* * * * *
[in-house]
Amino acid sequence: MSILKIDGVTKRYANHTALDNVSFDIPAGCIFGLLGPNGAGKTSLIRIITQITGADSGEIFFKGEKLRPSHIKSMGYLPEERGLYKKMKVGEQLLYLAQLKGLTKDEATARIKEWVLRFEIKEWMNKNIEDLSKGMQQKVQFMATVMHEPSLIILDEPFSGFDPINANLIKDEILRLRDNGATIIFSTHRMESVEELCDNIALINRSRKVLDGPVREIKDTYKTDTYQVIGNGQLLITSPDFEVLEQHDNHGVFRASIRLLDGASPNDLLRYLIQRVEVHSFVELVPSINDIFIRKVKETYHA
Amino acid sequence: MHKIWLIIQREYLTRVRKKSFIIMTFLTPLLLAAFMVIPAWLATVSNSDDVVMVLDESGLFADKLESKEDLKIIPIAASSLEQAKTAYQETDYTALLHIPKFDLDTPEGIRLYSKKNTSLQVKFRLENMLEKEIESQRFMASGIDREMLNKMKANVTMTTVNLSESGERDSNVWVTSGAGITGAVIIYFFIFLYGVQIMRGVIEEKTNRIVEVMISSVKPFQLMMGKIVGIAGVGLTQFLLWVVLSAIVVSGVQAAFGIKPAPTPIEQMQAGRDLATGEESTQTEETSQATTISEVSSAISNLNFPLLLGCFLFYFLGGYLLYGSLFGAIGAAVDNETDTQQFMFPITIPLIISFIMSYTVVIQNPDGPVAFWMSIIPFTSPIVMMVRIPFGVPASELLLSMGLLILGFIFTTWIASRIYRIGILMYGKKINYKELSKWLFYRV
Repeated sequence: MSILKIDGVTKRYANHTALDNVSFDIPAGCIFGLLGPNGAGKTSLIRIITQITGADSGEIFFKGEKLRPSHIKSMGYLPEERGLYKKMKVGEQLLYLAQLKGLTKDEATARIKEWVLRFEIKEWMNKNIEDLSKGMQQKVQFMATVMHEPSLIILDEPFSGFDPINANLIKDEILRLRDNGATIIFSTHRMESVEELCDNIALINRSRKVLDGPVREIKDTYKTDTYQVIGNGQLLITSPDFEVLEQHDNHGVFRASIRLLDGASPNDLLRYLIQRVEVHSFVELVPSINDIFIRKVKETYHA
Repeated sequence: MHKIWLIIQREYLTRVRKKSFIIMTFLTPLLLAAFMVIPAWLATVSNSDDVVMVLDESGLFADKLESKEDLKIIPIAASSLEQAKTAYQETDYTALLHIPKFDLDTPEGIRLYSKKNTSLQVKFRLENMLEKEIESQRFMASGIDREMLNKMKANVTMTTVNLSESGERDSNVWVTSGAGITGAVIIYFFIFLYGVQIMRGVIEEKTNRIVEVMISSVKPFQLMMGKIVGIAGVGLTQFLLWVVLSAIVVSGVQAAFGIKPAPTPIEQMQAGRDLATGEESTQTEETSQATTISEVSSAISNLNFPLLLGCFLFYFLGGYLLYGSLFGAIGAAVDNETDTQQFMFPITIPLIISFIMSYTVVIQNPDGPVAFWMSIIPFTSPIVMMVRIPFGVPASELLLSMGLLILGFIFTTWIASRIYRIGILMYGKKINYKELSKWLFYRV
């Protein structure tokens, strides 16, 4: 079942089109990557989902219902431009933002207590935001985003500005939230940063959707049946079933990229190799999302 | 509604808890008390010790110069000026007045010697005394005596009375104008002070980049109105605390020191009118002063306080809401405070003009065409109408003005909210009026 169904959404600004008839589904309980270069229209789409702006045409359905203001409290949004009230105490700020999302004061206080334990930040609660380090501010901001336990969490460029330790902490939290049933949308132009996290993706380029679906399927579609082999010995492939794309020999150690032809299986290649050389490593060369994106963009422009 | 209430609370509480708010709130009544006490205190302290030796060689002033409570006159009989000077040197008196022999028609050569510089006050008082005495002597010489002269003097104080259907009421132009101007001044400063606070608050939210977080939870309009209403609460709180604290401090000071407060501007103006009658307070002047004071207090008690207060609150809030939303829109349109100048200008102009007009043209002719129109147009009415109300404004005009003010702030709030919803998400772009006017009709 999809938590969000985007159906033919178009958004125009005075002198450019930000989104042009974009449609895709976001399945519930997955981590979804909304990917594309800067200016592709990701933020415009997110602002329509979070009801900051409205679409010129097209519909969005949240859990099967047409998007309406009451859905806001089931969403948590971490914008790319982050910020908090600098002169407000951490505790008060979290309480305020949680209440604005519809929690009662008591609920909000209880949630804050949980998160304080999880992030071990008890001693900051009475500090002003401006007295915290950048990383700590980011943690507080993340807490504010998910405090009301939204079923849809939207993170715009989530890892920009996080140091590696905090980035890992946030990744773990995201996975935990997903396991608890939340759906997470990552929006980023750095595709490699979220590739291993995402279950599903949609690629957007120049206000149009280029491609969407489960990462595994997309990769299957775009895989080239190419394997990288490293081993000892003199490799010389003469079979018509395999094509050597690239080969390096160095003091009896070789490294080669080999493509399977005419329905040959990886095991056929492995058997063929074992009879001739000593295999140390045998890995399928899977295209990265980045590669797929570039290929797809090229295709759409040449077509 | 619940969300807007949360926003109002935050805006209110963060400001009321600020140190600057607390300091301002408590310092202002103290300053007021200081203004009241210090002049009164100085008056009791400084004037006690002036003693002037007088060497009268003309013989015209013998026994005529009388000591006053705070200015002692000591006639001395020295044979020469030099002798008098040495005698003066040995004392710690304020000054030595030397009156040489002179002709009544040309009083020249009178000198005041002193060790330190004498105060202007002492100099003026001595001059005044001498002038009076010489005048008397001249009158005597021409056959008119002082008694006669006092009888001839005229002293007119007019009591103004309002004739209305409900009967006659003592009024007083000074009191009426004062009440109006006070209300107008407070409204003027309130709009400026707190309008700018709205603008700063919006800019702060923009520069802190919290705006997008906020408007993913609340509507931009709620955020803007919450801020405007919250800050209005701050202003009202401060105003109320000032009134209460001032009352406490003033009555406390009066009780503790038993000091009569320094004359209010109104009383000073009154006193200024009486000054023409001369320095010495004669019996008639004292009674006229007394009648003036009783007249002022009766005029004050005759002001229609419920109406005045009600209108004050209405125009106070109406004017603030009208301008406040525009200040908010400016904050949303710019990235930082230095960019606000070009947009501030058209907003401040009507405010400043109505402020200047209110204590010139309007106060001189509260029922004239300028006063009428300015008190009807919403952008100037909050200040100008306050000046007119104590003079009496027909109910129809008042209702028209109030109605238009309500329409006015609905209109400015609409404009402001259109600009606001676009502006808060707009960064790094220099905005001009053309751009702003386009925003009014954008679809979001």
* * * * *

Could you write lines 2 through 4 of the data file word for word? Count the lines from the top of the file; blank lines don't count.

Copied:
Amino acid sequence: MSILKIDGVTKRYANHTALDNVSFDIPAGCIFGLLGPNGAGKTSLIRIITQITGADSGEIFFKGEKLRPSHIKSMGYLPEERGLYKKMKVGEQLLYLAQLKGLTKDEATARIKEWVLRFEIKEWMNKNIEDLSKGMQQKVQFMATVMHEPSLIILDEPFSGFDPINANLIKDEILRLRDNGATIIFSTHRMESVEELCDNIALINRSRKVLDGPVREIKDTYKTDTYQVIGNGQLLITSPDFEVLEQHDNHGVFRASIRLLDGASPNDLLRYLIQRVEVHSFVELVPSINDIFIRKVKETYHA
Amino acid sequence: MHKIWLIIQREYLTRVRKKSFIIMTFLTPLLLAAFMVIPAWLATVSNSDDVVMVLDESGLFADKLESKEDLKIIPIAASSLEQAKTAYQETDYTALLHIPKFDLDTPEGIRLYSKKNTSLQVKFRLENMLEKEIESQRFMASGIDREMLNKMKANVTMTTVNLSESGERDSNVWVTSGAGITGAVIIYFFIFLYGVQIMRGVIEEKTNRIVEVMISSVKPFQLMMGKIVGIAGVGLTQFLLWVVLSAIVVSGVQAAFGIKPAPTPIEQMQAGRDLATGEESTQTEETSQATTISEVSSAISNLNFPLLLGCFLFYFLGGYLLYGSLFGAIGAAVDNETDTQQFMFPITIPLIISFIMSYTVVIQNPDGPVAFWMSIIPFTSPIVMMVRIPFGVPASELLLSMGLLILGFIFTTWIASRIYRIGILMYGKKINYKELSKWLFYRV
Repeated sequence: MSILKIDGVTKRYANHTALDNVSFDIPAGCIFGLLGPNGAGKTSLIRIITQITGADSGEIFFKGEKLRPSHIKSMGYLPEERGLYKKMKVGEQLLYLAQLKGLTKDEATARIKEWVLRFEIKEWMNKNIEDLSKGMQQKVQFMATVMHEPSLIILDEPFSGFDPINANLIKDEILRLRDNGATIIFSTHRMESVEELCDNIALINRSRKVLDGPVREIKDTYKTDTYQVIGNGQLLITSPDFEVLEQHDNHGVFRASIRLLDGASPNDLLRYLIQRVEVHSFVELVPSINDIFIRKVKETYHA